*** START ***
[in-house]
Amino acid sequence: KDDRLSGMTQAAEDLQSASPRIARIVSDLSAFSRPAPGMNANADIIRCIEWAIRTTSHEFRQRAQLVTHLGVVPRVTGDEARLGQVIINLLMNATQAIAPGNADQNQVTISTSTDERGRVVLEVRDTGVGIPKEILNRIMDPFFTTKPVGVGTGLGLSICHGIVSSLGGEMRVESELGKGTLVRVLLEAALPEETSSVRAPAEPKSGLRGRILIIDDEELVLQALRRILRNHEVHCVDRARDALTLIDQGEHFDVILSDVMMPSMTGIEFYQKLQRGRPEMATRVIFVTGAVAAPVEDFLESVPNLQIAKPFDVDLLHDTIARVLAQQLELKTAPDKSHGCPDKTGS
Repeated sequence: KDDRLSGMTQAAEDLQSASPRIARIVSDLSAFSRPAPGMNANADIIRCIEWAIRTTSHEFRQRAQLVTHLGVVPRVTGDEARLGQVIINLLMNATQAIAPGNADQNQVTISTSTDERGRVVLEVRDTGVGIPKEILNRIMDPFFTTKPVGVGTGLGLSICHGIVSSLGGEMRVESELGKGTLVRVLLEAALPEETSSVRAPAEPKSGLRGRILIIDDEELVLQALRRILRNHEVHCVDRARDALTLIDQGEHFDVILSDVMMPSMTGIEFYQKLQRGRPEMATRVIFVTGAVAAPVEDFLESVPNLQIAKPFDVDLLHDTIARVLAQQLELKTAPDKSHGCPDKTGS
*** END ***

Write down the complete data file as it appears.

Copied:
[in-house]
Amino acid sequence: KDDRLSGMTQAAEDLQSASPRIARIVSDLSAFSRPAPGMNANADIIRCIEWAIRTTSHEFRQRAQLVTHLGVVPRVTGDEARLGQVIINLLMNATQAIAPGNADQNQVTISTSTDERGRVVLEVRDTGVGIPKEILNRIMDPFFTTKPVGVGTGLGLSICHGIVSSLGGEMRVESELGKGTLVRVLLEAALPEETSSVRAPAEPKSGLRGRILIIDDEELVLQALRRILRNHEVHCVDRARDALTLIDQGEHFDVILSDVMMPSMTGIEFYQKLQRGRPEMATRVIFVTGAVAAPVEDFLESVPNLQIAKPFDVDLLHDTIARVLAQQLELKTAPDKSHGCPDKTGS
Repeated sequence: KDDRLSGMTQAAEDLQSASPRIARIVSDLSAFSRPAPGMNANADIIRCIEWAIRTTSHEFRQRAQLVTHLGVVPRVTGDEARLGQVIINLLMNATQAIAPGNADQNQVTISTSTDERGRVVLEVRDTGVGIPKEILNRIMDPFFTTKPVGVGTGLGLSICHGIVSSLGGEMRVESELGKGTLVRVLLEAALPEETSSVRAPAEPKSGLRGRILIIDDEELVLQALRRILRNHEVHCVDRARDALTLIDQGEHFDVILSDVMMPSMTGIEFYQKLQRGRPEMATRVIFVTGAVAAPVEDFLESVPNLQIAKPFDVDLLHDTIARVLAQQLELKTAPDKSHGCPDKTGS